Arthur R. Taylor, 80, former President of CBS Inc. and 10th President of Muhlenberg College died Thursday, December 3, 2015 with his loving wife Kathryn and his beloved daughter Annie by his side at Lehigh Valley Hospital, Salisbury Township. A resident of Salisbury Township and Salisbury, CT, Arthur was born July 6, 1935 in Elizabeth, NJ. He was the son of the late Arthur Earl and Marion (Scott) Taylor. A native of Rahway, NJ a former paper boy and hardware store clerk in his teens, and an accomplished musician whose proudest early achievement was earning the first chair position playing clarinet for the New Jersey All-State Orchestra. He graduated from Rahway High School where he kept close contact and friendships with his classmates all his life. Taylor went on to earn a full scholarship and was a Magna Cum Laude Phi Beta Kappa graduate from Brown University, where he also received his Masters Degree and later served as a Trustee. Taylor began his business career with the First Boston Corporation. He went onto become Vice President of Finance, Executive Vice President and a Director of International Paper Company. Taylor was one of a group of young fast-rising executives known as the "Whiz Kids," when at age 36 he was named President and a Director of CBS Inc. where he was responsible for the operations of the entire company including the CBS Television Network, CBS News and the New York Yankees. Taylor was recognized at CBS for his efforts in promoting "family viewing" and encouraging broadcasters to take responsibility for the impact of their programming, especially on children. After five years with CBS he, with former Vice President Nelson A. Rockefeller and George Woods, retired chairman of The World Bank, formed an investment firm, the Sarabam Corporation which focused on the Middle East. Upon the death of his colleagues, Taylor went on to establish Arthur Taylor and Company a private investment company. Arthur Taylor was founding Chairman and President of cable television's Entertainment Channel (now the Arts and Entertainment Network - A&E), which gave life, at that time to his belief, that if you offer quality television to the American people, they will view it. It is now owned by The Hearst Corporation and Disney - ABC. Taylor was also the Founding President of the formidable New York City Partnership with David Rockefeller the Chairman, which merged the New York City Chamber of Commerce with the New York Economic Development Council, to maintain New York City's position as the global center of commerce, culture, and innovation. In 1985, Fordham University named him Dean of the Graduate School of Business Administration and Dean of the Faculty of Business. In his seven years at Fordham, he transformed the young graduate school into a nationally recognized center for training the business leaders of tomorrow and more than doubled the school's enrollment. Fordham subsequently awarded him an Honorary Doctorate. Taylor then served as president of Muhlenberg College for a decade (1992-2002), during which time Muhlenberg tripled its endowment, halved its debt, and saw a significant rise in admissions. At Muhlenberg he also held the faculty rank of Distinguished Professor of History and was a Career Counselor for the graduating classes. President Taylor's era at Muhlenberg was distinguished by his focus on students. The "Caring College of Character" best describes his vision for the college and its students. In 1999, he was one of 50 college and university presidents recognized for outstanding leadership in the field of student character development in "The Templeton Guide: Colleges that Encourage Character Development." During his tenure, Muhlenberg's popularity among applicants and its prominence as a fine Liberal Arts College grew substantially. Taylor served on the boards of global corporations: Toshiba, The Nomura Funds, Eastern Airlines, Pitney Bowes, The First Boston Corporation, The Travelers, Swiss Reinsurance Company, IDS, Louisiana Land and Exploration, the Princeton Review and many others. In addition, he held government advisory positions on foreign policy under Presidents Nixon and Carter and was a member of the boards of New York Hospital, the Joffrey Ballet, Hahnemann University, Bucknell University, the Kiski School, the American Assembly at Columbia University (Chairman), the Center for Inter-American Relations. He was a member of the Council on Foreign Relations, the Bildeburg Society, the Trilateral Commission, and the Japan Society; He received numerous awards and honorary doctorate degrees, including those from Bucknell, Rensselaer Polytechnic Institute, Simmons College and DeSales University. In 1974 while President of CBS Inc. Taylor was quoted saying, "My greatest satisfaction to date has been the development of human relationships. Concern for individuals and their accomplishments is very important to me, and I take great pride in the achievements of those with whom I have worked." Those who knew Arthur knew he continued to live this way till the day he died. Throughout his career and after retiring from Muhlenberg he continued mentoring young people. His students from Muhlenberg regularly sought his advice as did numerous people with whom he worked and lived. At Muhlenberg he and his wife Kathryn were known for their willingness to embrace students and accept them into their lives - their open door policy was well known. Students still say of Arthur - "he was a great hugger!" Arthur was incredibly proud of his family. His three daughters and their achievements were everything to him. His four grandchildren meant the world to him and they felt the same - not a day went by that he did not speak to at least one of his grandchildren. In addition to his family, he adopted hundreds of surrogate sons, daughters, nieces and nephews who depended on his love and guidance. He was known as "Uncle Arthur" to many. He loved people. When he walked into a room, he commanded it. He always said lunch is the most important event of the day and would frequently go to his "club" Ringers Roost "where everybody knew his name". Don Ringer, the owner, placed a brass plaque at Arthur's seat 12 years ago which reads - "Arthur Taylor - Muhlenberg College President 1992-2002 - This is the seat where Arthur sits, A True Scholar and Gentleman (Lord knows there are so few left)". Survivors: Arthur is survived by the love of his life, his wife Kathryn Pelgrift Taylor from whom he never wanted to be apart. His daughters Martha Taylor Josephson and her husband Jon Carter, Anne Taylor Madden and her husband Sean, and Sarah Taylor Rountree and her husband John. His four beloved grandchildren David Arthur Josephson, Zoe Taylor Josephson, John Taylor Madden and Brody McFarland Rountree and his sister Marilyn Taylor Rocks. His brothers and sisters in-law Robert Y. Pelgrift Jr. (Susan), Elizabeth P. Boak (Jeffrey), Anne P. Crawford (Gregory), James D. Pelgrift (Sara), Nancy P. Kocian (Matt), Christopher Y. Pelgrift and 15 nieces and nephews for whom he cared greatly. Services: A memorial service will be held 2:00PM Friday, December 18, 2015 at the First Presbyterian Church of Allentown, 3231 Tilghman St., Allentown. Arrangements by J.S. Burkholder Funeral Home, Allentown, www.jsburkholder.com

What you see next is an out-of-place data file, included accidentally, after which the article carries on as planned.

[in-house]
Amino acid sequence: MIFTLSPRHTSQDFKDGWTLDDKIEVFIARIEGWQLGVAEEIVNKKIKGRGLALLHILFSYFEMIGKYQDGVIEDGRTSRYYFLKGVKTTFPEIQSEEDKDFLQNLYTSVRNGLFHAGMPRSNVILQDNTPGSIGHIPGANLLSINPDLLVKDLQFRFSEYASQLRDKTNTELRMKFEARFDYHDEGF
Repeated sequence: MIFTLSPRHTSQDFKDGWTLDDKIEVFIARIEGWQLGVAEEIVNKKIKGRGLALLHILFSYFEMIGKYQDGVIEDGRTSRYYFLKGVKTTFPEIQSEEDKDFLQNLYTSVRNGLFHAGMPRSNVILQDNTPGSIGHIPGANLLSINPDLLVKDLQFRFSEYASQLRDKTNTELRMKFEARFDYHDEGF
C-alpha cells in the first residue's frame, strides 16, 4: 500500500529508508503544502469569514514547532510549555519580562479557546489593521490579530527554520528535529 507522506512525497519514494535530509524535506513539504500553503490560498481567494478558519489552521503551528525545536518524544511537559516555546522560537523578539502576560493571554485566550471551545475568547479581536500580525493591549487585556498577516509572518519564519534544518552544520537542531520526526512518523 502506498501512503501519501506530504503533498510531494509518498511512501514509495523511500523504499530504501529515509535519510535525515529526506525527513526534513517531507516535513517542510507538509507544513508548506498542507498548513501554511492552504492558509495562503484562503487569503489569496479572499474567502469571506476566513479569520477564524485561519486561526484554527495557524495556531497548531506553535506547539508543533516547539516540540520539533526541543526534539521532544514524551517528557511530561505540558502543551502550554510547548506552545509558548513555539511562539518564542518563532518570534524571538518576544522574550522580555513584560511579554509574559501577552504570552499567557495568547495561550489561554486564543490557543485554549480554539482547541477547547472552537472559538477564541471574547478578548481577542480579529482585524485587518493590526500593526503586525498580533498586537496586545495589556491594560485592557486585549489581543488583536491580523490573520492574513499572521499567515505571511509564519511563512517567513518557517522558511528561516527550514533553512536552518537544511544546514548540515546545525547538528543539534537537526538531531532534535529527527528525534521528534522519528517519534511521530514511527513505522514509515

. Contributions: The family asks in lieu of flowers that contributions be made in Arthur's memory to Lehigh Valley Health Network which took such great and caring care of him for many years, Development Department, 2100 Mack Blvd., 6th Floor, Allentown, PA 18105 or The Kiski School where Arthur was a Trustee and deeply involved in mentoring the young students, Advancement Office, 1888 Brett Lane, Saltsburg, PA 15681.